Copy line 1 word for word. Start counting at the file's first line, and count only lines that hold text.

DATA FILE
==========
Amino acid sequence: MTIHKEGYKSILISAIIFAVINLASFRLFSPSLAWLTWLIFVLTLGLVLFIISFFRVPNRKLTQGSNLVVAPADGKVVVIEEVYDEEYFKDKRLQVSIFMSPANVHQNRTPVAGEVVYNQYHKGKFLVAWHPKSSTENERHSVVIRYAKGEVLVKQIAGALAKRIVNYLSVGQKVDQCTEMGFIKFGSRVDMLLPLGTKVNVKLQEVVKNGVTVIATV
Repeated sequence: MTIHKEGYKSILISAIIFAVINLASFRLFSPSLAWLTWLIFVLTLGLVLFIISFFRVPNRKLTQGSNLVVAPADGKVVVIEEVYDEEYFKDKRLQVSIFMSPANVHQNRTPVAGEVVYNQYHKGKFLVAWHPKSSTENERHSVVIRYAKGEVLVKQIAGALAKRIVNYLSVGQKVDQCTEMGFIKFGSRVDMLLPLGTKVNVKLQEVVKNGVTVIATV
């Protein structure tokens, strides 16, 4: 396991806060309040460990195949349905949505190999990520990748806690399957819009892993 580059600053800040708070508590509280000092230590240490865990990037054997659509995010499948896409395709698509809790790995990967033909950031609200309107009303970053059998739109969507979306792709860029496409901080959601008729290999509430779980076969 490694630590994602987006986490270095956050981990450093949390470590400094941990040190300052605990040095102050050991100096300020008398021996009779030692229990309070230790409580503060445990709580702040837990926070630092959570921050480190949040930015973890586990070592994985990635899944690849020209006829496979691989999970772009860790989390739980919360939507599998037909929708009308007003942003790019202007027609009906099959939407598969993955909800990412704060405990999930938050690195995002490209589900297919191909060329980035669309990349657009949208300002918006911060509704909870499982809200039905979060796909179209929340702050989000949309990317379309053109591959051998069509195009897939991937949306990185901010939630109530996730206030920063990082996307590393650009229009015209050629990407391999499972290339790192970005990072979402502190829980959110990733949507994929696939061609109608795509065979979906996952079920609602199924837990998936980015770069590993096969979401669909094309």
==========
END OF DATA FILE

Amino acid sequence: MTIHKEGYKSILISAIIFAVINLASFRLFSPSLAWLTWLIFVLTLGLVLFIISFFRVPNRKLTQGSNLVVAPADGKVVVIEEVYDEEYFKDKRLQVSIFMSPANVHQNRTPVAGEVVYNQYHKGKFLVAWHPKSSTENERHSVVIRYAKGEVLVKQIAGALAKRIVNYLSVGQKVDQCTEMGFIKFGSRVDMLLPLGTKVNVKLQEVVKNGVTVIATV